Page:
Forest of Dean & Wye Valley

100th anniversary of the Russian Revolution

In C.Spiby, Guest Feature, Readers, Uncategorized on January 8, 2018 at 2:03 pm

To mark the 100th anniversary of the Russian Revolution, your Clarion is pleased to have obtained permission to print the following speech – in full – given by Communist Party of Britain general secretary, Robert Griffiths, at the 19th International Meeting of Communist and Workers Parties Leningrad-St Petersburg, 2 November 2017. 

“Comrades,

When we Communists urge people to overthrow capitalism because it is unfair, unstable, wasteful, belligerent, exploitative and oppressive, many agree with us that capitalism is indeed most—if not all—of these things.

But what do we propose to put in its place?

Before the Great October Socialist Revolution, we could only offer people a set of values—liberty, equality, cooperation, comradeship, freedom—and the hope that a new type of society could be created in which these would be the ruling values.

Marx did not provide any model for the future communist society, although he pointed to the Paris Commune as an example of how power can be exercised by the mass of people through a system of direct democracy.

But he was reluctant to provide a blueprint because, as the very first rule of the International Working Men’s Association put it, the emancipation of the working classes must be achieved by the working classes themselves’.

After 1917, Communists could point to the achievements of the Soviet Union in the teeth of civil war, imperialist intervention, sabotage and fascist invasion. It transformed the lives of hundreds of millions of workers and their families for the better. It played the leading role in rescuing Europe from Nazi-fascist barbarism. It proclaimed the equality of women, all races and nationalities and assisted the struggle for peace, progress, socialism and national liberation across the world.

Yet there were weaknesses, failures and severe violations of socialist democracy that eroded popular support for the Soviet Union, outside and within.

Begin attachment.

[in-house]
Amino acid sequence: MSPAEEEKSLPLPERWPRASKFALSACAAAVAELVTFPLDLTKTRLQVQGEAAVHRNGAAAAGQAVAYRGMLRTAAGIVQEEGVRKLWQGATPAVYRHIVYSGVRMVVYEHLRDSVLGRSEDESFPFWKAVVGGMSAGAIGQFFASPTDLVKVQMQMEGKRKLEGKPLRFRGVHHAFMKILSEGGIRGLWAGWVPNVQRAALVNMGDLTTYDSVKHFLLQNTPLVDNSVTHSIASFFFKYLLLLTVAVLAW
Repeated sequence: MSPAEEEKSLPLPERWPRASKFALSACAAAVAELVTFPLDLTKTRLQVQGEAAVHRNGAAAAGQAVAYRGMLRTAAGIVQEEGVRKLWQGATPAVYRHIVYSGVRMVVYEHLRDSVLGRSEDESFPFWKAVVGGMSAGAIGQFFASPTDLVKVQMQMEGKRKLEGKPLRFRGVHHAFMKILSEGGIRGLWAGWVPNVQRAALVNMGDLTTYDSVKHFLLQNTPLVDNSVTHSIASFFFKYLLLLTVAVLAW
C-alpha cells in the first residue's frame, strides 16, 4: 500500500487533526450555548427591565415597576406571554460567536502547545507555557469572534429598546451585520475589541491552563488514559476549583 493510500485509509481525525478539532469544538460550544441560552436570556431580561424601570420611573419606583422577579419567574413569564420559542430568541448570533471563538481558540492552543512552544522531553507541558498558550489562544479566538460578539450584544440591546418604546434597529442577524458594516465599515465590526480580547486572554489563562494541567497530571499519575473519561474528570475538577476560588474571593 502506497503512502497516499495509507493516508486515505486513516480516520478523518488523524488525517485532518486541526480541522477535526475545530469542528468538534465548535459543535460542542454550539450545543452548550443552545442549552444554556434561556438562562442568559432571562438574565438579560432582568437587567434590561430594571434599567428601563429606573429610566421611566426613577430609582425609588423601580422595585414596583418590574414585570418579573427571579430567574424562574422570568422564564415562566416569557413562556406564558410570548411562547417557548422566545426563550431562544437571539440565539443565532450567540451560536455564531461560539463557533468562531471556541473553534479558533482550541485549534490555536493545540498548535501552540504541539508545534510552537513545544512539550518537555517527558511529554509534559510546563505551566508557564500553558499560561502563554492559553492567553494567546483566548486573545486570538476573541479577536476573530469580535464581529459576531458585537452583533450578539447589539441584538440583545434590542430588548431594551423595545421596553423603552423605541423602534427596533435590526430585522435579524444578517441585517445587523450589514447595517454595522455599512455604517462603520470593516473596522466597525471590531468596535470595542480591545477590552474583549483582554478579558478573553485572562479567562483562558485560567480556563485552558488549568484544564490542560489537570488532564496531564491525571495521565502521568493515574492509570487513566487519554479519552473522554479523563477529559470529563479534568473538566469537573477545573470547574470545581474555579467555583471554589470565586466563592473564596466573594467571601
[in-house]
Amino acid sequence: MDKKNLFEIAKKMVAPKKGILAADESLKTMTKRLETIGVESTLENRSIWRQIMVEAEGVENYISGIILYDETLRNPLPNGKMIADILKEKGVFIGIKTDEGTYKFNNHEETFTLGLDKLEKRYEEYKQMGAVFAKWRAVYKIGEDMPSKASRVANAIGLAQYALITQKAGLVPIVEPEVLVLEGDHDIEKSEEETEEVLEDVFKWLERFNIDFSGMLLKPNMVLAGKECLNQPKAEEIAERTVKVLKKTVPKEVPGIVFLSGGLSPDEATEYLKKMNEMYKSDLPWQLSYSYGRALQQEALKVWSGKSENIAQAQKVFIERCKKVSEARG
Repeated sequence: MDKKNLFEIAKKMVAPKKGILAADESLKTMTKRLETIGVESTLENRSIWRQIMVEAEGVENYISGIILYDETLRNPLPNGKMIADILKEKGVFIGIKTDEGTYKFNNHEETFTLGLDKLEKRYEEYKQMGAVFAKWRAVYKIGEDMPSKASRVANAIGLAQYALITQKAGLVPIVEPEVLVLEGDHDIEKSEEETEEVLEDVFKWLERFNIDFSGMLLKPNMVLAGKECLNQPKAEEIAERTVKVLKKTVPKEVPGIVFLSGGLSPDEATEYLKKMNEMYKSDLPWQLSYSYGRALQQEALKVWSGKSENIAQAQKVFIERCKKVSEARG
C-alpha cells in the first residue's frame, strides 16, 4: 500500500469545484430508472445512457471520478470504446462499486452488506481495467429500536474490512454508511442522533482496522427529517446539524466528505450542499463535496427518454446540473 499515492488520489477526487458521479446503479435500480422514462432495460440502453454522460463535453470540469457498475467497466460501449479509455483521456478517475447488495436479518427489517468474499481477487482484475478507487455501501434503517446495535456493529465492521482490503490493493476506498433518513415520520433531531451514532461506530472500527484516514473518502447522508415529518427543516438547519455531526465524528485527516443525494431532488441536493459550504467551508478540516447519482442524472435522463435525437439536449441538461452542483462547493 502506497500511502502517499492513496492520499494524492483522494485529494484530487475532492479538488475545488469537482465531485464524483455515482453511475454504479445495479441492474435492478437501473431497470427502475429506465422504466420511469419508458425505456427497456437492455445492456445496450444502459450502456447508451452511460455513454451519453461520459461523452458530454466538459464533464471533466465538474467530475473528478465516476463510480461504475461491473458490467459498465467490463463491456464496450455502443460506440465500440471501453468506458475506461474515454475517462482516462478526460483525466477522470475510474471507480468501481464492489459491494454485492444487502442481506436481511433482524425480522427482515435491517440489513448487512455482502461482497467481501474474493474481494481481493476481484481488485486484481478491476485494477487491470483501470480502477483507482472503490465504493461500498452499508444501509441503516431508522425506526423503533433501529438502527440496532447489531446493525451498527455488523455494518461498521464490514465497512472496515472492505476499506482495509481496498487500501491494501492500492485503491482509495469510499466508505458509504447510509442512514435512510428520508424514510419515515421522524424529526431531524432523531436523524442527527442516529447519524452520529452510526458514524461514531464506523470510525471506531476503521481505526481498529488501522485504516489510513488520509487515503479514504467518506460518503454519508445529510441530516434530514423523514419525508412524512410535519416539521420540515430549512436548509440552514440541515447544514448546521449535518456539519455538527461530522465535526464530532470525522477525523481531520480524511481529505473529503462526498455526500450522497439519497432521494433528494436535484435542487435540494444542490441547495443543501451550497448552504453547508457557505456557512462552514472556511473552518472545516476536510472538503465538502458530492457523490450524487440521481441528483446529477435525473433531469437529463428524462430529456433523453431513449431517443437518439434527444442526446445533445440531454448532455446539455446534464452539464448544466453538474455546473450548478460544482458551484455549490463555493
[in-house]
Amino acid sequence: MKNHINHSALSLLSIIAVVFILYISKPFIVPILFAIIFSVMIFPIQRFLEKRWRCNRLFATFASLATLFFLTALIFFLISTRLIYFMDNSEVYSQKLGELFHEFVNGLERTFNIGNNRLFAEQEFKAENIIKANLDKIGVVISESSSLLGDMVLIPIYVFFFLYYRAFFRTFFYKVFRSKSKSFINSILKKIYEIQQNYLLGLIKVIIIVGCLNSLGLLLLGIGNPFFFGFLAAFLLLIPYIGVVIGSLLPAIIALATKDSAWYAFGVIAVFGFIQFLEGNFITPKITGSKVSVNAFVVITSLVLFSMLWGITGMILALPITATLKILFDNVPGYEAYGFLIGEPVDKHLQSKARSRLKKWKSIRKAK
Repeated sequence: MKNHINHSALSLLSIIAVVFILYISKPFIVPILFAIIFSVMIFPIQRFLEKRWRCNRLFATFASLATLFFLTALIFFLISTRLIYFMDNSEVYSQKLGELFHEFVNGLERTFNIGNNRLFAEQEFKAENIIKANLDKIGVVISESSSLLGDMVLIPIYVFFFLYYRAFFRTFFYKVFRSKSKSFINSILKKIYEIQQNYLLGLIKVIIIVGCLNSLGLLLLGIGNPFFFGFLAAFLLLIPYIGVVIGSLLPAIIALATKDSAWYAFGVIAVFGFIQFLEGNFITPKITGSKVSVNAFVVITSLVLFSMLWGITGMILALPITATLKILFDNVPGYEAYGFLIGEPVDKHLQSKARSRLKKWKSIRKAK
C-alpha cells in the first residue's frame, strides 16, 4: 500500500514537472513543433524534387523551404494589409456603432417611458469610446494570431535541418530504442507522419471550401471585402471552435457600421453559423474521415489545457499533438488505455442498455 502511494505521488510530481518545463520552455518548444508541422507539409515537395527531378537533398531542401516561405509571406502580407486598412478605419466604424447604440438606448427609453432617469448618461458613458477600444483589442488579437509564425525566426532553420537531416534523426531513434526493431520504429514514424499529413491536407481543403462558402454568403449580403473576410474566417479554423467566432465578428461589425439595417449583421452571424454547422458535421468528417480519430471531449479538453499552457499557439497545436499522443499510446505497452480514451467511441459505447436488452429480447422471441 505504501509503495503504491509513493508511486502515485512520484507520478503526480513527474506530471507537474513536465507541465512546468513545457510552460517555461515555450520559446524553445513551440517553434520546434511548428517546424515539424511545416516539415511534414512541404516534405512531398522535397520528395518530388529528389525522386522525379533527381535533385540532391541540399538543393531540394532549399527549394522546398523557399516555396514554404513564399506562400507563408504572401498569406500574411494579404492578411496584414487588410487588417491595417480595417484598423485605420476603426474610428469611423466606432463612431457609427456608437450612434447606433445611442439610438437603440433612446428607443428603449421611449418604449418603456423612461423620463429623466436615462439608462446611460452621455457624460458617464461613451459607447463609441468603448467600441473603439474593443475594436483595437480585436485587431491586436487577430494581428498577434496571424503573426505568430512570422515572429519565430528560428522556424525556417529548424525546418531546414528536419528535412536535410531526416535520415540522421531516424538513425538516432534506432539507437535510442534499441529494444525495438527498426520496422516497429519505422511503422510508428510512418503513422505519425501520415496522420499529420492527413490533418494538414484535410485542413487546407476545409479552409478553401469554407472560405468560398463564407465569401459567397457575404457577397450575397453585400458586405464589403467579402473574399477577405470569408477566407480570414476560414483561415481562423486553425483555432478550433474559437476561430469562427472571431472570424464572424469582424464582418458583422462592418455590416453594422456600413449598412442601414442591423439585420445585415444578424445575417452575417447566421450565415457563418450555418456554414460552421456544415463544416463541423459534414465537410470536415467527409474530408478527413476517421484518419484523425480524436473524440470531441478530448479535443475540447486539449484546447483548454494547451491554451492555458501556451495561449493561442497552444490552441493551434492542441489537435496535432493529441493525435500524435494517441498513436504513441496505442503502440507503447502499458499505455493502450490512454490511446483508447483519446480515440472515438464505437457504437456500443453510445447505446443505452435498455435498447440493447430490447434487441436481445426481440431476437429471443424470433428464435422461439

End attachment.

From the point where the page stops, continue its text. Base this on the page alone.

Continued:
This does not mean that Communists should cease defending and promoting all that was liberating and transformational about the October Revolution and its outcome.

But how can we inspire workers and the mass of people today with the ideals of socialism and communism?

As the general crisis of capitalism—economically, ecologically, socially, culturally, politically—reasserts itself, we need to show how our communist values would shape a modern, humane and democratic society which can meet the needs and aspirations of the mass of people.

Our vision of socialism—the lower stage of communism—has to explain how the economy and society might be reorganised on a new basis for the benefit of all.

Challenging the economic and political power of the capitalist monopolies must be an essential part of the communist solution. Public ownership and economic planning—enhanced by the application of modern information and communications technology—are the antidotes to market anarchy, plunder and waste.

We need to provide modern, concrete examples of how capitalist relations of production obstruct the full and beneficial development of society’s productive forces. For example, capitalist ownership ensures that medical technology, robotics and automation are not developed and applied in order to benefit the mass of humanity.

How will socialism secure the future of the planet’s eco-system, bearing in mind that—as the most recent IMF World Economic Outlook report confirms—the chief victims of global warming and climate change are the poorest layers of the working class in the tropical Third World?

How will socialism usher in an epoch of peace and international solidarity?

The Communist response must include a relentless struggle against imperialist super-exploitation, the military-industrial complex and wars of aggression. Social progress is impossible in times of war. Communist and workers’ parties everywhere need to strengthen and project the World Peace Council and its national affiliated organisations.